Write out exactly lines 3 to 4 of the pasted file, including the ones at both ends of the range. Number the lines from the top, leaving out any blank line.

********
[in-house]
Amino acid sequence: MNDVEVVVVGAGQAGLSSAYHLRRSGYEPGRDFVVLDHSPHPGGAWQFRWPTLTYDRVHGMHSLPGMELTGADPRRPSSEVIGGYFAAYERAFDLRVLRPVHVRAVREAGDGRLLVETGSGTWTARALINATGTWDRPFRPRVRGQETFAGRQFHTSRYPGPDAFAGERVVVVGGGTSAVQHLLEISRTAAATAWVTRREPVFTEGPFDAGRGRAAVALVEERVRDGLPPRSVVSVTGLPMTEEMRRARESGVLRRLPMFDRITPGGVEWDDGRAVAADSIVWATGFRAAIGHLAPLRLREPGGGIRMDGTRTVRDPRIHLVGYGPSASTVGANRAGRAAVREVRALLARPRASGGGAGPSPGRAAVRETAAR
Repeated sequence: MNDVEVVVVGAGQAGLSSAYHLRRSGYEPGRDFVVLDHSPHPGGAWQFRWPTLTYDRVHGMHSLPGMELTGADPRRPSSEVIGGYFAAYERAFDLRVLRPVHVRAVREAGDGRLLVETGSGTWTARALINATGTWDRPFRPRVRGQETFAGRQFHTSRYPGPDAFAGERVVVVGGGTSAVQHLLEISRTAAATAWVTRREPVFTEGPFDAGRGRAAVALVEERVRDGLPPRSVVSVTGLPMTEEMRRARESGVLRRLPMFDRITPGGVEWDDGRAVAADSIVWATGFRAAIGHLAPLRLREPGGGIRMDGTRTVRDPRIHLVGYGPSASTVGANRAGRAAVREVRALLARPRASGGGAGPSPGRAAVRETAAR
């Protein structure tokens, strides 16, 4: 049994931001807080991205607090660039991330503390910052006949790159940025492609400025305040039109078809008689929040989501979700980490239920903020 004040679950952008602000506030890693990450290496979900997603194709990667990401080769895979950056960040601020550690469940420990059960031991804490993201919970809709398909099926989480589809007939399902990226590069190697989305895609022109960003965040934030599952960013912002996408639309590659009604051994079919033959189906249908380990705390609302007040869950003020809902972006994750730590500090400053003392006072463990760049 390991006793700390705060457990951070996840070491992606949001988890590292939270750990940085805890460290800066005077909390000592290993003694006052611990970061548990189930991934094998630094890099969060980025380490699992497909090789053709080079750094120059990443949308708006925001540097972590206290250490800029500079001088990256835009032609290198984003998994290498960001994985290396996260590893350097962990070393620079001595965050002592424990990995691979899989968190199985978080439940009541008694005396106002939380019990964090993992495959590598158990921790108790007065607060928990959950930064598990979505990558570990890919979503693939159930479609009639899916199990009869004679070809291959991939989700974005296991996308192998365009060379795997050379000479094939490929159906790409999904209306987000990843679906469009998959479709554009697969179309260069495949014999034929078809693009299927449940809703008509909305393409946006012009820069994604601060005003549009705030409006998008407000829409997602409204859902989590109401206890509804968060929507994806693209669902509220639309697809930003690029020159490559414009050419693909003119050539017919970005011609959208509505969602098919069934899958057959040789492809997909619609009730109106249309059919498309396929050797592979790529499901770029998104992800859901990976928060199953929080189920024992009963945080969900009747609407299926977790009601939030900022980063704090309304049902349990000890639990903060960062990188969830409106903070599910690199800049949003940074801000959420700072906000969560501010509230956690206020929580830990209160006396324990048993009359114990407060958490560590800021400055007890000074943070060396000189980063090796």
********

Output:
Repeated sequence: MNDVEVVVVGAGQAGLSSAYHLRRSGYEPGRDFVVLDHSPHPGGAWQFRWPTLTYDRVHGMHSLPGMELTGADPRRPSSEVIGGYFAAYERAFDLRVLRPVHVRAVREAGDGRLLVETGSGTWTARALINATGTWDRPFRPRVRGQETFAGRQFHTSRYPGPDAFAGERVVVVGGGTSAVQHLLEISRTAAATAWVTRREPVFTEGPFDAGRGRAAVALVEERVRDGLPPRSVVSVTGLPMTEEMRRARESGVLRRLPMFDRITPGGVEWDDGRAVAADSIVWATGFRAAIGHLAPLRLREPGGGIRMDGTRTVRDPRIHLVGYGPSASTVGANRAGRAAVREVRALLARPRASGGGAGPSPGRAAVRETAAR
């Protein structure tokens, strides 16, 4: 049994931001807080991205607090660039991330503390910052006949790159940025492609400025305040039109078809008689929040989501979700980490239920903020 004040679950952008602000506030890693990450290496979900997603194709990667990401080769895979950056960040601020550690469940420990059960031991804490993201919970809709398909099926989480589809007939399902990226590069190697989305895609022109960003965040934030599952960013912002996408639309590659009604051994079919033959189906249908380990705390609302007040869950003020809902972006994750730590500090400053003392006072463990760049 390991006793700390705060457990951070996840070491992606949001988890590292939270750990940085805890460290800066005077909390000592290993003694006052611990970061548990189930991934094998630094890099969060980025380490699992497909090789053709080079750094120059990443949308708006925001540097972590206290250490800029500079001088990256835009032609290198984003998994290498960001994985290396996260590893350097962990070393620079001595965050002592424990990995691979899989968190199985978080439940009541008694005396106002939380019990964090993992495959590598158990921790108790007065607060928990959950930064598990979505990558570990890919979503693939159930479609009639899916199990009869004679070809291959991939989700974005296991996308192998365009060379795997050379000479094939490929159906790409999904209306987000990843679906469009998959479709554009697969179309260069495949014999034929078809693009299927449940809703008509909305393409946006012009820069994604601060005003549009705030409006998008407000829409997602409204859902989590109401206890509804968060929507994806693209669902509220639309697809930003690029020159490559414009050419693909003119050539017919970005011609959208509505969602098919069934899958057959040789492809997909619609009730109106249309059919498309396929050797592979790529499901770029998104992800859901990976928060199953929080189920024992009963945080969900009747609407299926977790009601939030900022980063704090309304049902349990000890639990903060960062990188969830409106903070599910690199800049949003940074801000959420700072906000969560501010509230956690206020929580830990209160006396324990048993009359114990407060958490560590800021400055007890000074943070060396000189980063090796």